A brief diversion here into the techniques used to ensure that where the track crosses a baseboard join, the stock doesn’t derail. Portable baseboards are the norm in the UK and so this is a major problem. Critical to ensuring that track stays aligned is ensuring that baseboards align in the same position each time they are reattached. The best way to do this is to use board alignment dowels. The best ones have a point in the back of one side that lets you align the two sides for drilling. The second and third photos show these in our board (after the curvy edge system had failed to align the boards well enough!).
The wiring on the front had been installed many years ago, and so the switch control wiring was disconnected and then rewired to MERG DCC boards to give the same switch control system as in the staging yard. Note that the DCC switch control boards are always attached to a vertical surface to make maintenance easier. One switch on the front (on a curve) was replaces with a commercial Peco switch – which has proved better, but not perfect.
Everything working on the boards, we then moved on to the lighting and the gantry. After seeing a layout at the Mickleover (Derby) club using an aluminium folding ladder to support the lighting, we managed to purchase a 20ft ladder that would work for us. Although it was not completely level when supported at only the ends, it was rigid and so the slight central dip could be accommodated when mounting the fascia boards.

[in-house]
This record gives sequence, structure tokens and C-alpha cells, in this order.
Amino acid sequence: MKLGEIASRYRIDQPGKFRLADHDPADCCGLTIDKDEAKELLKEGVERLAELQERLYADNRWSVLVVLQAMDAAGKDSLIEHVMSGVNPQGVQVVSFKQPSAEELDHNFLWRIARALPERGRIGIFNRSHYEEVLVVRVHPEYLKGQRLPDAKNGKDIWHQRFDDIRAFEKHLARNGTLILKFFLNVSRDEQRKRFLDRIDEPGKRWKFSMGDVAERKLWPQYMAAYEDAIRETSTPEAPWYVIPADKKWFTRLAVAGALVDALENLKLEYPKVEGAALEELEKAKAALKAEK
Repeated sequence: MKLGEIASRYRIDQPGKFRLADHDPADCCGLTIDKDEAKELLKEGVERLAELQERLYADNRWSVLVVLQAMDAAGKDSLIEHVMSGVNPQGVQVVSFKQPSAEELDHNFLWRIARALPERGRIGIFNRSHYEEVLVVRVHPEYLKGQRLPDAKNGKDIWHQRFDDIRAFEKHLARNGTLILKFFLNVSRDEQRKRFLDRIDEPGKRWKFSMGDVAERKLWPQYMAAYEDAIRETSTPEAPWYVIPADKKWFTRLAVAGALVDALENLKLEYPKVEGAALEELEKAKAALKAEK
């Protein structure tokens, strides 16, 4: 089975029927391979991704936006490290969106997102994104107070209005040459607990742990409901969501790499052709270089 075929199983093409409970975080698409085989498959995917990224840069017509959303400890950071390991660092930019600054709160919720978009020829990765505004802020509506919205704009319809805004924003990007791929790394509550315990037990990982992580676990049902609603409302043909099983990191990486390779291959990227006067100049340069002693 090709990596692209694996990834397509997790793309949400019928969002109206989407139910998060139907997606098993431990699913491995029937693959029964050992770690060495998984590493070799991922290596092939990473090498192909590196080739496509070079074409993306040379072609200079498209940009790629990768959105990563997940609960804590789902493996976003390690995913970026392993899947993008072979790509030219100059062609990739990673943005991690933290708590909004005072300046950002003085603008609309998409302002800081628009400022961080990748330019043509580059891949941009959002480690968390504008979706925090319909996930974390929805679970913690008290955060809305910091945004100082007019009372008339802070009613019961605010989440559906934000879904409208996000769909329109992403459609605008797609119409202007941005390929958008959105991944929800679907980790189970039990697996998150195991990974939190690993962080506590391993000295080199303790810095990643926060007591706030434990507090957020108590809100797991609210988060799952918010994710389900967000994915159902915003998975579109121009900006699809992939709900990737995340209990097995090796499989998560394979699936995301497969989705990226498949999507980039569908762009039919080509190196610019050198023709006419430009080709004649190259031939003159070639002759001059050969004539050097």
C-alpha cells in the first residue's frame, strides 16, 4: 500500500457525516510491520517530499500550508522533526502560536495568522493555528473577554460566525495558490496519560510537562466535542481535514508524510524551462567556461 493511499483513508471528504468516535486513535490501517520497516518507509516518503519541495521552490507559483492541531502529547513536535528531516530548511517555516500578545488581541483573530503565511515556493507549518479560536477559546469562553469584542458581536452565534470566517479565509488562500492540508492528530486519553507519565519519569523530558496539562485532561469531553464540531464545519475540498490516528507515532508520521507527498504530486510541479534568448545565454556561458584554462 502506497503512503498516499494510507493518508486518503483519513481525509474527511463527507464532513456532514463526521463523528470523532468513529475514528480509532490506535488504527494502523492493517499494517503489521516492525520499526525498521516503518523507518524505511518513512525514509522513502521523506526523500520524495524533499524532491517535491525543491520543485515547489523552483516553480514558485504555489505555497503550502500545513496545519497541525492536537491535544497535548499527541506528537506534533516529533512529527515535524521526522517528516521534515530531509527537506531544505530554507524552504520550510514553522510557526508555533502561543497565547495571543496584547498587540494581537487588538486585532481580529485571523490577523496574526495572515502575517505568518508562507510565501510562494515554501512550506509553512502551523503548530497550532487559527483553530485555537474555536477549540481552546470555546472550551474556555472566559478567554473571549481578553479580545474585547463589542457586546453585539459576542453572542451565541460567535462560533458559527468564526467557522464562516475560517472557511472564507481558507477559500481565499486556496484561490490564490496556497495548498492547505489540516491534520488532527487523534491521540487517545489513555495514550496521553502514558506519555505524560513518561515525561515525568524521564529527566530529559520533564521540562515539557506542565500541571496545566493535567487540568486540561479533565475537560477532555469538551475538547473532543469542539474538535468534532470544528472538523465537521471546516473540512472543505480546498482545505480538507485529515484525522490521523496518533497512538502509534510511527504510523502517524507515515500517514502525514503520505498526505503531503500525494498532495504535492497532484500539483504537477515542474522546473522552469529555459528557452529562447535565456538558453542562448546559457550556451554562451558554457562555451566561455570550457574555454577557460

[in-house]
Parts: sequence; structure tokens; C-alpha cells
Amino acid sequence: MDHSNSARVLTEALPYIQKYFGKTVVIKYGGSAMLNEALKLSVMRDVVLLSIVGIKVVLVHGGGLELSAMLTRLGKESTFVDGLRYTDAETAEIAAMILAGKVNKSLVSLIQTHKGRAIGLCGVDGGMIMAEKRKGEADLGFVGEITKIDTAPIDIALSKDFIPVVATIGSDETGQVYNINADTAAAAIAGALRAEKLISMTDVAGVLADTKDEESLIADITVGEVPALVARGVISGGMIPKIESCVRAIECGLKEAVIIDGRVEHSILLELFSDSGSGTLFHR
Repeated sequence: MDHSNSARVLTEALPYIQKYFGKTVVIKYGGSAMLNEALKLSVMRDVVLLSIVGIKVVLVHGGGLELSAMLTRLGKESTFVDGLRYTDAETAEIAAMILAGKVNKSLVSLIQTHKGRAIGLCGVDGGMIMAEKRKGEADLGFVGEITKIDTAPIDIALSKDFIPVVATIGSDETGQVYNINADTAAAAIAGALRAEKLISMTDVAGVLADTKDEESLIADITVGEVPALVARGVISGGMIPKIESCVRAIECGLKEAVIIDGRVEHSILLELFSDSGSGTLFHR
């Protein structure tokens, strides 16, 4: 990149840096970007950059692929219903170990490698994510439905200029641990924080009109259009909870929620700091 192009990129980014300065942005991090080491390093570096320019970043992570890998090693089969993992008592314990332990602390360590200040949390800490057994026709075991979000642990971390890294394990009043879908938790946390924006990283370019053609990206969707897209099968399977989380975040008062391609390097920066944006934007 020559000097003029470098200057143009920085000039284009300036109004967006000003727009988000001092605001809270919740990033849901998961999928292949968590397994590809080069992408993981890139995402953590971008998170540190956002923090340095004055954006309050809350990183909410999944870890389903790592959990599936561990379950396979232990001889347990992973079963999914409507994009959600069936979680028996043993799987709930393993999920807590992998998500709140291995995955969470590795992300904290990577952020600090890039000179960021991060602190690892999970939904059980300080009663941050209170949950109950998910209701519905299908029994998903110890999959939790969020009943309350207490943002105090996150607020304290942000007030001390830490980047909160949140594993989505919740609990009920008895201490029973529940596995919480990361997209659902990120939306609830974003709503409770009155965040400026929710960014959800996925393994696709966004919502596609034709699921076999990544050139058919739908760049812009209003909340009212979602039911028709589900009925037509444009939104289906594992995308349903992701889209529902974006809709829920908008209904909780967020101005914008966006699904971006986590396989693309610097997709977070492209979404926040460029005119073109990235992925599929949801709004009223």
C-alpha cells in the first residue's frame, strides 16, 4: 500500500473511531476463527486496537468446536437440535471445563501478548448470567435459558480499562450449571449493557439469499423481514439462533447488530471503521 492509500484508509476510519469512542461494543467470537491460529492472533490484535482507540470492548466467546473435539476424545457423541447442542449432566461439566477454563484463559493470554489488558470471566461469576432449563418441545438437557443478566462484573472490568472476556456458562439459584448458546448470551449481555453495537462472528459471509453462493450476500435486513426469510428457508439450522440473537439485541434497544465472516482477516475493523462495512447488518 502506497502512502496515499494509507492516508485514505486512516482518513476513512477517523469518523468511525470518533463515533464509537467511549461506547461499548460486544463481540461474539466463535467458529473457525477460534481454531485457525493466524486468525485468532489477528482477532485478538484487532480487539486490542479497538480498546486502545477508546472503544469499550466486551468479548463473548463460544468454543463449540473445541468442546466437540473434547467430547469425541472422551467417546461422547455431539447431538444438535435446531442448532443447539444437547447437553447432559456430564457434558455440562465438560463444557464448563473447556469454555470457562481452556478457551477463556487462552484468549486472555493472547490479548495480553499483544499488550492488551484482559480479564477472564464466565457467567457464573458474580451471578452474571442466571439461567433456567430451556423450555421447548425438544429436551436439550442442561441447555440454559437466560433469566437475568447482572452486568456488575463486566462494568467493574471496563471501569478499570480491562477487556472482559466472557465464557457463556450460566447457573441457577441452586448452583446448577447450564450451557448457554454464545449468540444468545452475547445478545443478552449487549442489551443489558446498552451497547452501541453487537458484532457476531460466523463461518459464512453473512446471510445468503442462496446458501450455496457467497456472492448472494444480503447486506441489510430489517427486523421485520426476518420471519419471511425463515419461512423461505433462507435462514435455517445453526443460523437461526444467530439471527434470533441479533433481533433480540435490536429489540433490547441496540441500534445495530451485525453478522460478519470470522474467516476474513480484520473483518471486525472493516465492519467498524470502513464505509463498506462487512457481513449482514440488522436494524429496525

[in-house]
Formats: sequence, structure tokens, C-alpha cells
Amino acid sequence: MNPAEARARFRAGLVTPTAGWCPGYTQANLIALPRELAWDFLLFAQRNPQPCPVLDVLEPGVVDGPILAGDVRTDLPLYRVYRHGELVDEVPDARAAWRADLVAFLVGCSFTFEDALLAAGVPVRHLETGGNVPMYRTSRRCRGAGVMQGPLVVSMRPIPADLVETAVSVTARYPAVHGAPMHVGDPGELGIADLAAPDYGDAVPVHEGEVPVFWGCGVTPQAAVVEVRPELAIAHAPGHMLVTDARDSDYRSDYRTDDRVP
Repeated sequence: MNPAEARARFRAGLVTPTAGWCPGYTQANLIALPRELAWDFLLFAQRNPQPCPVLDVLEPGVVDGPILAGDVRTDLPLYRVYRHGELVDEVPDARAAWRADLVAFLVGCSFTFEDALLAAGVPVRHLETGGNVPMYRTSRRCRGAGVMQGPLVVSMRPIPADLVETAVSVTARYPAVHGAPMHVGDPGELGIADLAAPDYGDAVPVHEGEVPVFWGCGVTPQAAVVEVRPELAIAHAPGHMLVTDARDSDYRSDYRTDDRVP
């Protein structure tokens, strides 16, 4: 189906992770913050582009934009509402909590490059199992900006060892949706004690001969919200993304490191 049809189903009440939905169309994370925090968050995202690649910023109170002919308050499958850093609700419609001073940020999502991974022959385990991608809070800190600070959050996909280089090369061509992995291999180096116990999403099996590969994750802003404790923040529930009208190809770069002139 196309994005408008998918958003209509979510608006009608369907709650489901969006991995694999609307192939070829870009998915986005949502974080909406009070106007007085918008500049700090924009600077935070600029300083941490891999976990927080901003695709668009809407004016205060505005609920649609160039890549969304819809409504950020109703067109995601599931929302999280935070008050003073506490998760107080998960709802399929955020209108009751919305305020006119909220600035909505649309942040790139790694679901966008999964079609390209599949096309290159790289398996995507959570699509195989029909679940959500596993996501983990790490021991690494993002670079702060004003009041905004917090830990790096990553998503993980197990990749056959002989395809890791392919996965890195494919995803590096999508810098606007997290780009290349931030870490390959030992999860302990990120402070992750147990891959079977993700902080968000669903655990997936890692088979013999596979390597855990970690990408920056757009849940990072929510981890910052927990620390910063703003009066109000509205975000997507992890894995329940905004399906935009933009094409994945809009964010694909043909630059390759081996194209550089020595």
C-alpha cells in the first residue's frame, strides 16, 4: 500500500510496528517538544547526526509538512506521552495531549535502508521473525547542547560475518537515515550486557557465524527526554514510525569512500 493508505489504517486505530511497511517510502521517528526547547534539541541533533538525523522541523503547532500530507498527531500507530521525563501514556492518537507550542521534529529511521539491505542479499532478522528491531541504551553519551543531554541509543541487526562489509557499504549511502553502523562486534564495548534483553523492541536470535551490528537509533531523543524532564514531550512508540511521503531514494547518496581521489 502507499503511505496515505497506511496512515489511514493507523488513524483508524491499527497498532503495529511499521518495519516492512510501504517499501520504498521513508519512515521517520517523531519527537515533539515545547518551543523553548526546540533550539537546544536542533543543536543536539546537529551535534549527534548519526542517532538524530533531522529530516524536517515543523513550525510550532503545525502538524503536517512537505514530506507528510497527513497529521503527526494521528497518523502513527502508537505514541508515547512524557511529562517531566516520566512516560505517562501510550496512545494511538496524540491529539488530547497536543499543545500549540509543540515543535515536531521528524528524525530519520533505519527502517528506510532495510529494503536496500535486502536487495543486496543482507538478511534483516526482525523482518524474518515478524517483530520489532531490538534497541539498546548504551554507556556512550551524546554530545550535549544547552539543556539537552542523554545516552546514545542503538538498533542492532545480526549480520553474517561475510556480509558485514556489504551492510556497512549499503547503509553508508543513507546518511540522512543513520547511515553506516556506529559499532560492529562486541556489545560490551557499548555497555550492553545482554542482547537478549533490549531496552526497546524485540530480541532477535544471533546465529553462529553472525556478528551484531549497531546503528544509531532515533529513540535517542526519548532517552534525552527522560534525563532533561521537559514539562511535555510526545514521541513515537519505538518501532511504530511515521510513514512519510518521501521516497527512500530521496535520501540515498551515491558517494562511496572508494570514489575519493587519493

Lights are DC (12v) halogen, wide angle floods of 20, 35 and 50 watts. We attached these to the bottom of strips of plywood at 45 degree angles with basic lampholder bases. Along the top of each board were the transformers and the wiring. The plywood simply rests on top of the ladders and the fascia hangs off the front. A simple H frame at each end supports the ladder.
All this work completed, we decided to put our stock out on the staging yard and were quite shocked by how much we had – especially as most of our locos can’t pull such long trains. Still quite a lot of weathering, re-wheeling and Kadee-ing to be done though!
Finally a shot showing a consist of new (as yet undetailed) Athearn RS3s and then one with a N&W articulated interloper with a long empty coal train (note that the buildings have been removed for safe keeping). We are now moving on to add more hillside and roadway at the RH end, and then will work along adding detail to the scenery.